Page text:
by , on October 15, 2010
Another in the string of OSHA fines of the USPS.  This should put the total close to $5 Million in fines. These are being challenged currently with OSHA. Click here to read the article.
by , on October 14, 2010
A midway worker was fatally electrocuted while setting up a ride at the SC State Fair. From the sound of the article, this was a shock incident in a situation where the equipment was not de-energized. OSHA requires all electrical work to be performed by a qualified person. NFPA 70E would require this equipment to...
by , on October 13, 2010
Hugh Hoagland and Zarheer Jooma will be speaking on a virety of arc flash safety topic at this 3-day event in Johannesburg, South Africa. Check out more information about this conference and register to attend by visiting this webpage: http://www.idc-online.com/ArcFlash_SouthAfrica/?country=Ireland The objective of the forum is to provide you with the latest developments and best...
by , on October 12, 2010
Sometimes those hurt in electrical incidents aren’t the workers.  Here is an example of a poor practice resulting in a customer disabling incident in a quarry. Click here to read the shock incident in Malta.
by , on October 11, 2010
OSHA electrical safety requirements are of three basic types, wiring (NEC/NESC) safe work practices (NESC, NFPA 70E) and PPE requirements (NESC, NFPA 70E). OSHA has made statements that if you meet the OSHA direct requirements and follow a consensus standard like one of the above, they normally don’t cite except in an incident/injury.  Click here...
by , on September 29, 2010
These incidents seem to be a little more common in summer.  I investigated one near this city several years ago and the arc tracked in the sweat of the shirt.  The arc rated shirt probably saved that guys life.  This one doesn’t mention clothing but most of the local utilities in MA use arc rated...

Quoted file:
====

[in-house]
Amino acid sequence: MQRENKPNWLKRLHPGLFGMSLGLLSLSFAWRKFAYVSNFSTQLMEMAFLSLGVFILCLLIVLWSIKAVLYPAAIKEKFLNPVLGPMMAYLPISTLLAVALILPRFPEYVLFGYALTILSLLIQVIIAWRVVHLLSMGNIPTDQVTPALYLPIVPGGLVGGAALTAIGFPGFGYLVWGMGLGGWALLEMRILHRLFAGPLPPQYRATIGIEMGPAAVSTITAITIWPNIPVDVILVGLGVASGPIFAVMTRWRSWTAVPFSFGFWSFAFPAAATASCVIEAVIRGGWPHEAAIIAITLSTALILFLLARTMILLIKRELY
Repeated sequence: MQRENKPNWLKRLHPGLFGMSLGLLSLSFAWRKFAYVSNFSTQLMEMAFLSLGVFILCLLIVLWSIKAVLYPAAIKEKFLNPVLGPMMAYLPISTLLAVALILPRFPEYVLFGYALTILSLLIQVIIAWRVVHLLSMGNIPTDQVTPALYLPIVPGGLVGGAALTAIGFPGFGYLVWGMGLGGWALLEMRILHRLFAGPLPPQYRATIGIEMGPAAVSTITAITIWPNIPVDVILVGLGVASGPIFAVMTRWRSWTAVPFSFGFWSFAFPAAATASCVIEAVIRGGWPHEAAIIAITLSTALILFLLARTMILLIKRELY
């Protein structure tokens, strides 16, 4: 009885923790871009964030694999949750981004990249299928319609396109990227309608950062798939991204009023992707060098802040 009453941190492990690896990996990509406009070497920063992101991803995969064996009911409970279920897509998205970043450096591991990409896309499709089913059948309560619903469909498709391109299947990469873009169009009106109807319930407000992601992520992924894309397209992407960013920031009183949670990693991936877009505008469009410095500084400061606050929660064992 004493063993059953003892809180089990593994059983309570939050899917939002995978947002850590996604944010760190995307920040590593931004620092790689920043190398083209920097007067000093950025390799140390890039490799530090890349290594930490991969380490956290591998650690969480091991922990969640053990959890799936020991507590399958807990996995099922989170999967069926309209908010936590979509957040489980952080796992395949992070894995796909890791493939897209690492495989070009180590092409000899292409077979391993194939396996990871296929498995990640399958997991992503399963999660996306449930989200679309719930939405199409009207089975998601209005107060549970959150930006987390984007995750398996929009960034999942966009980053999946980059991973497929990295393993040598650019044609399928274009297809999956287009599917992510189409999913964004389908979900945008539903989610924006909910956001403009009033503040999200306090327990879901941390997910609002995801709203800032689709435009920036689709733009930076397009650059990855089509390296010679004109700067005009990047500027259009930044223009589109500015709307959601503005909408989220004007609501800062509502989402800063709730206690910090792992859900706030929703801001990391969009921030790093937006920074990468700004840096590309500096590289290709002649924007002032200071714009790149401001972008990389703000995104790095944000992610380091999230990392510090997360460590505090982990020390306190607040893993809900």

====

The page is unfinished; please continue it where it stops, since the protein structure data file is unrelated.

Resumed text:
by , on September 28, 2010
How do you use di-electric rope? Most don’t understand that di-electric rope is test on new rope and di-electric standards aren’t as forgiving as arc flash standards. Users of di-electric rope have no work practice standards in written form.  Most utilities attach the rope to a tested hot-stick and pull using that. Some will pull...
by , on September 25, 2010
Three electrical contractors shocked at a university in Wales.  At least one being treated for arc flash/electrical burns to his hands. Read the article at Walesonline.com
by , on September 25, 2010
" Building firm fined after electrical blast By Catriona Webster Published: 03/09/2010 An Aberdeen building firm was fined £9,000 yesterday after an employee was badly burned in an electrical explosion. Sheriff James Tierney ordered the owners of Graeme W. Cheyne (Builders) Ltd to pay an additional £4,000 in compensation to joiner George Forbes at a hearing at Aberdeen Sheriff Court. The company, of Sugarhouse Lane, previously admitted health and safety failures that led to Mr Forbes, 62, handling a redundant electricity power supply device known as a fuse cut-out that was still live. Mr Forbes was working on a construction site at 238-242 Holburn Street on November 11, 2008, when he tried to remove the fuse cut-out to put up some plasterboard. The cut-out was connected to a 415-volt cable and Mr Forbes was badly burned when he touched it. He was taken to Aberdeen Royal Infirmary, where he stayed for nine days and was treated for burns to his hand and face. A Health and Safety Executive (HSE) investigation revealed that the cable was twisted, causing a short-circuit that created enough energy to melt the cable and create a small explosion. Read more: http://www.pressandjournal.co.uk/Article.aspx/1900622?UserKey=#ixzz10ZRkPX1K"
by , on September 25, 2010
This article got me wondering about the militaristic language of “country above” as it realtes to linemen.  I have been party to it and have deep respect for linemen and electricians as they work a very risky job but these jobs don’t have to be as risk as we have allowed them to remain.  We...